Tips for Writing a Book: Part II

Yesterday’s tips for writing a book covered some general ways to improve writing. Here are some specific pointers:

Show, don’t Tell

Every writing student has heard this, but what does it mean?

Consider this simple example. “Marjorie was stunning.” I’ve just told you that she is a beautiful girl.

“Marjorie’s dark shining hair tumbled over her shoulders, and her sea-green luminous eyes surrounded by flawless café-au-lait skin seized my casual glance and held it captive until I realized I was staring.” Which is more interesting to read? Which one helps the reader create a mental picture?

I once took a class on “show versus tell”, and the instructor advised that every writer should think about each scene as if it was part of a screenplay. If a movie camera can film it, then the writing is showing. Obviously, you won’t be able to write a book that is all showing, but especially in fiction or narrative non-fiction, more showing is better. When you edit your work, look for places you are telling, and try to re-write them so you are showing instead.

Use the Active Voice

Another common error is the use of passive verbs. “The gate was locked” is much weaker than “she locked the gate,” which is the active form of the verb. The more active verbs, the stronger your writing will be.

Avoid Repeated Words

We all have our favorite words and tend to use them often. Or when describing a scene, we repeat a word. This repetition tends to bore the reader. So if you’ve used a word (other than the a, an, the kinds of words) more than once in a paragraph, look for a synonym.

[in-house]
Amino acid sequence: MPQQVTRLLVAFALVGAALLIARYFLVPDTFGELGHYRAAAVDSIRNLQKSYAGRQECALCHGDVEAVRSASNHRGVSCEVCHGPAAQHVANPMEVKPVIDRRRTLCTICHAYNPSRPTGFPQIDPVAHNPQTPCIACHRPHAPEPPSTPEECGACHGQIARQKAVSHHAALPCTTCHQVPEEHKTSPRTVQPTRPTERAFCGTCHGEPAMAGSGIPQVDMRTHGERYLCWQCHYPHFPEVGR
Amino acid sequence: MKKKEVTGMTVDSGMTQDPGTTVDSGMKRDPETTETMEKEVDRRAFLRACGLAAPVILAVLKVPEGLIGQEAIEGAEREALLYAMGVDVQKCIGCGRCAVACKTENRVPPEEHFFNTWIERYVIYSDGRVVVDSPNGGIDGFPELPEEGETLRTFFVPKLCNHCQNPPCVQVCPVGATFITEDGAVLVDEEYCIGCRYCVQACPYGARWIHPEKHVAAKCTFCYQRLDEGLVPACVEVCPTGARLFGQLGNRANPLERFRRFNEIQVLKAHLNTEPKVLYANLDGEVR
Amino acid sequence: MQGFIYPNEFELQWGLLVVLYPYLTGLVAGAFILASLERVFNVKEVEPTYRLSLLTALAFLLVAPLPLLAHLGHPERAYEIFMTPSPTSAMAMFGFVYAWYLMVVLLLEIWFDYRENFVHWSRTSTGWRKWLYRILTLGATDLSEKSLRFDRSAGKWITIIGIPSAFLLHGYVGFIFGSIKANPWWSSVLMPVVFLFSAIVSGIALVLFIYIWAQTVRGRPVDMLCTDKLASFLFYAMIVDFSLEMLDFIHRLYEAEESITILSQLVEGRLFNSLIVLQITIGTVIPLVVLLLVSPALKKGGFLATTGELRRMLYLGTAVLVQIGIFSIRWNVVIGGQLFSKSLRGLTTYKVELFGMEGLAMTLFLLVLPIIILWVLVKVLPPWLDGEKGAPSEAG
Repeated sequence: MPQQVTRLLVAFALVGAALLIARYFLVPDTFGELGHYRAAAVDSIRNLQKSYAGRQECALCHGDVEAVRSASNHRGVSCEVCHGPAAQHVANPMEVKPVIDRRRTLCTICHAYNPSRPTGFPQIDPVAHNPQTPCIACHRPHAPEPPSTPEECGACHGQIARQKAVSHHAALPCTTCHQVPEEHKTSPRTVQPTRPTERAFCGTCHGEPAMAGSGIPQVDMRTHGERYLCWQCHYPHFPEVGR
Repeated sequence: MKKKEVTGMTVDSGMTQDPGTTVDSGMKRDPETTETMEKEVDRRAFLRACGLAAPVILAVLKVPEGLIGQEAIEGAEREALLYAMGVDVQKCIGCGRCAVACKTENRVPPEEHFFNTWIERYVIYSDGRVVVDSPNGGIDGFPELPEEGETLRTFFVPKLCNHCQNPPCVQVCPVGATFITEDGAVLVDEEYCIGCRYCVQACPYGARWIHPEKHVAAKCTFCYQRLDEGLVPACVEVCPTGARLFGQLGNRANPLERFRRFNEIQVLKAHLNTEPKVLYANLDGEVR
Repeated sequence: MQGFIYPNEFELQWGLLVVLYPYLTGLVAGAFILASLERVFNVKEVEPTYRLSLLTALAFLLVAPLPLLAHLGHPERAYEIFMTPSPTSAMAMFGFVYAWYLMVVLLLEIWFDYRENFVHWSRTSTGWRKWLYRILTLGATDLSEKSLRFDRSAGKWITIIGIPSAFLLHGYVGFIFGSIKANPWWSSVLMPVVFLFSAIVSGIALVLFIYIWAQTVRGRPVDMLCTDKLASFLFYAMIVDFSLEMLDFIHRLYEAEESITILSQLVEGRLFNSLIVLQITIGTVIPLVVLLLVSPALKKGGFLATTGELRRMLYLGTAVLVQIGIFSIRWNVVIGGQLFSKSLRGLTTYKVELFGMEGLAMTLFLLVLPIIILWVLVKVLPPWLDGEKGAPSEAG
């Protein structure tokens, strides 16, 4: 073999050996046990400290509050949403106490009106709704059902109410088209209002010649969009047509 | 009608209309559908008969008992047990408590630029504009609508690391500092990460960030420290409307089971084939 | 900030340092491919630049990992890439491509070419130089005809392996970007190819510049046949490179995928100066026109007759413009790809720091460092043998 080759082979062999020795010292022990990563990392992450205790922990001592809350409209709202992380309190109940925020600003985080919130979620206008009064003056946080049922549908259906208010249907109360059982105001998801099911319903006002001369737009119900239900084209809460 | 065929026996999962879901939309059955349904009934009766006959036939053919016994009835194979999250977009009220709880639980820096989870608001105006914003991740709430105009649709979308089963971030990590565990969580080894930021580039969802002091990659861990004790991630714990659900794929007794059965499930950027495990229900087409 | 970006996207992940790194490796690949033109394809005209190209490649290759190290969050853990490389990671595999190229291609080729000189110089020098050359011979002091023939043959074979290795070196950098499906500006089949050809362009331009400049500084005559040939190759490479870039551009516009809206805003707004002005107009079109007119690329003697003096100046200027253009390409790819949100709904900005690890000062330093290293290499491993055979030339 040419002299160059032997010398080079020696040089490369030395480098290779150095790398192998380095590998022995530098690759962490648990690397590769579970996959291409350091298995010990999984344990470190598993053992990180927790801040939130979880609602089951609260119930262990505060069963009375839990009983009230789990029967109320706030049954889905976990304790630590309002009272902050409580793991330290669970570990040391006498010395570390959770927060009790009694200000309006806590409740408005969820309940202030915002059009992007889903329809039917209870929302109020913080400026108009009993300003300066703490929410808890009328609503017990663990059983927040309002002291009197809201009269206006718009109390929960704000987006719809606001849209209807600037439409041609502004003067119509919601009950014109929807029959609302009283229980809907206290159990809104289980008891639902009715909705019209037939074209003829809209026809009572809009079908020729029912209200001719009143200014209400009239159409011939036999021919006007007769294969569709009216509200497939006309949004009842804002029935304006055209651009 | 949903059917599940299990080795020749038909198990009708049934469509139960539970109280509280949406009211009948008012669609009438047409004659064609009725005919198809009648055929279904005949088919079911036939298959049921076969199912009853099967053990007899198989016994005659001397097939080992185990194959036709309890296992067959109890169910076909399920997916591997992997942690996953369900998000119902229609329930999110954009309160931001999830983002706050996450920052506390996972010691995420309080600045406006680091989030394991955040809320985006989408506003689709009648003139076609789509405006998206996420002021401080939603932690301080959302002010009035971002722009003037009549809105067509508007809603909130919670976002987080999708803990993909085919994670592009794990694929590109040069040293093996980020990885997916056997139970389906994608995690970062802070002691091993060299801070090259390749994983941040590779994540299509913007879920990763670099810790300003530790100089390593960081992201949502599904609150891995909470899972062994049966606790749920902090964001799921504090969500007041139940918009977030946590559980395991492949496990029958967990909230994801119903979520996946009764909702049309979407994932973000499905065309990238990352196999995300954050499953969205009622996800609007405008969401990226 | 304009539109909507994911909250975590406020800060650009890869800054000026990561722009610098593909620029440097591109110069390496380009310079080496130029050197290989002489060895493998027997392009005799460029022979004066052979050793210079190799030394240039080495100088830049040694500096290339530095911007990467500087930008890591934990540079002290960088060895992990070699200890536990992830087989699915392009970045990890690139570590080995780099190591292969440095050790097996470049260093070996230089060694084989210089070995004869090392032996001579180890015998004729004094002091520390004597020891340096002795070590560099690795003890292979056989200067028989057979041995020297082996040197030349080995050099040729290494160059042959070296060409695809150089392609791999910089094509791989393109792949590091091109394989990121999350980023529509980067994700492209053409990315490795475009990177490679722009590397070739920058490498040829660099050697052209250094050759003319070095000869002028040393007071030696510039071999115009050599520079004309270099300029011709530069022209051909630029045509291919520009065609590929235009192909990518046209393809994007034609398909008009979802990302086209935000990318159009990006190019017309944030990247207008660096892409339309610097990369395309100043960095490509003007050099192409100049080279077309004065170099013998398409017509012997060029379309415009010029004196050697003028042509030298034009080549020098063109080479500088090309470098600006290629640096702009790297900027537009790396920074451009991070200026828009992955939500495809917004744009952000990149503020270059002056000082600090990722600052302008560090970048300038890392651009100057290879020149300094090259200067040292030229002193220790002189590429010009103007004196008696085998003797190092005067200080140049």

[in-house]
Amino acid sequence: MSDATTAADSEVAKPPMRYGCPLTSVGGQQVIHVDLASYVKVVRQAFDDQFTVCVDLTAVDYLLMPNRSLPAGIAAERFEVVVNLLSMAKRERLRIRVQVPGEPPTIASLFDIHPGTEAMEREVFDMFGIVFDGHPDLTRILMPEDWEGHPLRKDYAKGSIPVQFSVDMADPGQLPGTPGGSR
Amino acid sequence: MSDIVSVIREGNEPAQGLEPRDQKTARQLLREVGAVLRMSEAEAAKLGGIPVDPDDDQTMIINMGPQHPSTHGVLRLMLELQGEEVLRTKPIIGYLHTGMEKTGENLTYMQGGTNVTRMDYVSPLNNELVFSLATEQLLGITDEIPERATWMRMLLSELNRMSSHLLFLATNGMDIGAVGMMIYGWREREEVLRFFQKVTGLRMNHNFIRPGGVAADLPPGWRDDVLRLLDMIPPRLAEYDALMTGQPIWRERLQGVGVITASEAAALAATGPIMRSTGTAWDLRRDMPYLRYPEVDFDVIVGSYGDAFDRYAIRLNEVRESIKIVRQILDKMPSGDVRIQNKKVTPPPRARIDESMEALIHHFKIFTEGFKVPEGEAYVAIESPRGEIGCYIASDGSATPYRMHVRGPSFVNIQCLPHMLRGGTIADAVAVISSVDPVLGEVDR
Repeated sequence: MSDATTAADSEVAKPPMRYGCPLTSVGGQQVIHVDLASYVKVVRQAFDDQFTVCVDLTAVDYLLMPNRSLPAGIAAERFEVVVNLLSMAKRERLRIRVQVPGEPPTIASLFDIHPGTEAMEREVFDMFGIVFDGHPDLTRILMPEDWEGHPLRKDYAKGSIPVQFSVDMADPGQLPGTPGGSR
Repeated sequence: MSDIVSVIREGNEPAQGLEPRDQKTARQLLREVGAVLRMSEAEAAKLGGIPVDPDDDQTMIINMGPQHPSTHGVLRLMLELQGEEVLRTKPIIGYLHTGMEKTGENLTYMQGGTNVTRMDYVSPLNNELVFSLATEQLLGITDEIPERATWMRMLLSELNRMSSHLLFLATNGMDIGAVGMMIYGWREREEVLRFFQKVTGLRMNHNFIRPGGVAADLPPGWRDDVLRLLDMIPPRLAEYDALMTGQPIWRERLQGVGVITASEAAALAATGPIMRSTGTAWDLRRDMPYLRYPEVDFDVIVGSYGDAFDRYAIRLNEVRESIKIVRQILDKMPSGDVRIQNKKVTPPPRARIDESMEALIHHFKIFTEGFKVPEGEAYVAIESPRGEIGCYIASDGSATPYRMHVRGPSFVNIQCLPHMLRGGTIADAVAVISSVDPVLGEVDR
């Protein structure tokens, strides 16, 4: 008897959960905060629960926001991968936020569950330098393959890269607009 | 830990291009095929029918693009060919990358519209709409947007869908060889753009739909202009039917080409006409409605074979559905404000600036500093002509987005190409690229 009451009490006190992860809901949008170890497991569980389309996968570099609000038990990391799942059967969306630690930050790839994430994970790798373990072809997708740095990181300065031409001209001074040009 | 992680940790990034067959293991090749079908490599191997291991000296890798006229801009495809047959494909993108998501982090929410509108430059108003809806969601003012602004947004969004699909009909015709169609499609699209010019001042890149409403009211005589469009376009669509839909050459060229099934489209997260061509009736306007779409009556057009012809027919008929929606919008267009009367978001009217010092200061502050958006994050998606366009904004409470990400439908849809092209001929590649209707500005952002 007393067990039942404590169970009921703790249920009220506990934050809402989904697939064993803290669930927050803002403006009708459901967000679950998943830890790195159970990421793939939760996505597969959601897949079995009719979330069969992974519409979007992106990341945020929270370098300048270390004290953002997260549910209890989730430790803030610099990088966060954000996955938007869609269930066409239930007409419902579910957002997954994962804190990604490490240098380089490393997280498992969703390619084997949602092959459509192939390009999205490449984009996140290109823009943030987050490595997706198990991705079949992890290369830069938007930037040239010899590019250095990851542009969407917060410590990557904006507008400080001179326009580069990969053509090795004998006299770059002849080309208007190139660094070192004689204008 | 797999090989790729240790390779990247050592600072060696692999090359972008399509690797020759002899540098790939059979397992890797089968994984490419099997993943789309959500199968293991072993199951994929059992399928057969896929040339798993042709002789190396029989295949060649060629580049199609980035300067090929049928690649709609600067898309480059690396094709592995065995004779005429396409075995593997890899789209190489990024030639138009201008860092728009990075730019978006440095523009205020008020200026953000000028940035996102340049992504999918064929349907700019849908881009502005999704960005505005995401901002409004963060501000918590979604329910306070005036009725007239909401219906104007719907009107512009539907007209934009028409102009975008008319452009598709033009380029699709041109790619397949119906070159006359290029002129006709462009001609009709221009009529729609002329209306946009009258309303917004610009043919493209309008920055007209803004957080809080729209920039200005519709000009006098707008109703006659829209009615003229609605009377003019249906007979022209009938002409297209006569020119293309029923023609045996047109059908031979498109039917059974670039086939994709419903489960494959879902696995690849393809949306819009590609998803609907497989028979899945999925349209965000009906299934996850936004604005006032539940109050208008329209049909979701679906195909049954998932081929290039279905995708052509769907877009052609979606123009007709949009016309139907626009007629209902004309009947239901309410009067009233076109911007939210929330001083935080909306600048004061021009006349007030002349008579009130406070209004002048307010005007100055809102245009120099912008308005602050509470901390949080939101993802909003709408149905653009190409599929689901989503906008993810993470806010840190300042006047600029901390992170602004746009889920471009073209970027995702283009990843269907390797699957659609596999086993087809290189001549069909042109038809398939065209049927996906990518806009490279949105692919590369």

Purge the Adverbs and Adjectives

Overuse of adverbs and adjectives just bogs down the reader. Instead of saying “he stood up abruptly” why not simply say “he jumped up”? Look for places you can substitute a more precise noun or verb for adverb-verb or adjective-noun clauses. Your writing will move along faster and will take on more life.

Perform a Reality Check

I recently read a book in which the hero is driving through a snowstorm. As he’s about to crash into a snowdrift, he runs his hands through his hair.

Really? He takes both hands off the wheel to run them through his hair? Maybe after he’s crashed, but not before.

Writing like this takes the reader out of the story to wonder if the writer has thought about what he is writing. Along these lines, take the time to do proper research of your subject. If you have your heroine who works as a pharmacist, make sure her living arrangements reflect her income. If you show the reader that she resides in an opulent mansion and employs a butler, make sure it’s clear to the reader how she got her money. It certainly isn’t from her salary.

Write, Rewrite, and Rewrite Some More

Don’t make the mistake of thinking your first draft is good enough. Edit carefully, get others to read and comment on your manuscript, and edit some more. Then you’ll be more likely to have a book you can be proud of.

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